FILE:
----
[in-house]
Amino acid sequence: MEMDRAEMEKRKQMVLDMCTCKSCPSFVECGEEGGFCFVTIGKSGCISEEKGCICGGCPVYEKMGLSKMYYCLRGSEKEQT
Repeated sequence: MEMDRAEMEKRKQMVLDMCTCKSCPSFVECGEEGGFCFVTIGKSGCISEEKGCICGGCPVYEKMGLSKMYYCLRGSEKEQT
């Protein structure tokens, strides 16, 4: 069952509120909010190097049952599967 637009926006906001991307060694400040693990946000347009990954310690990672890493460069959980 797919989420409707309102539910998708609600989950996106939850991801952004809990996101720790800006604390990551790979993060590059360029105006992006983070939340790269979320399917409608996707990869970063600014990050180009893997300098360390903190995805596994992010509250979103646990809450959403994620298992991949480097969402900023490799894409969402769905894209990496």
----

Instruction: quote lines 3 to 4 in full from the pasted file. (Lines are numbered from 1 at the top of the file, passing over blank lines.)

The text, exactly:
Repeated sequence: MEMDRAEMEKRKQMVLDMCTCKSCPSFVECGEEGGFCFVTIGKSGCISEEKGCICGGCPVYEKMGLSKMYYCLRGSEKEQT
């Protein structure tokens, strides 16, 4: 069952509120909010190097049952599967 637009926006906001991307060694400040693990946000347009990954310690990672890493460069959980 797919989420409707309102539910998708609600989950996106939850991801952004809990996101720790800006604390990551790979993060590059360029105006992006983070939340790269979320399917409608996707990869970063600014990050180009893997300098360390903190995805596994992010509250979103646990809450959403994620298992991949480097969402900023490799894409969402769905894209990496």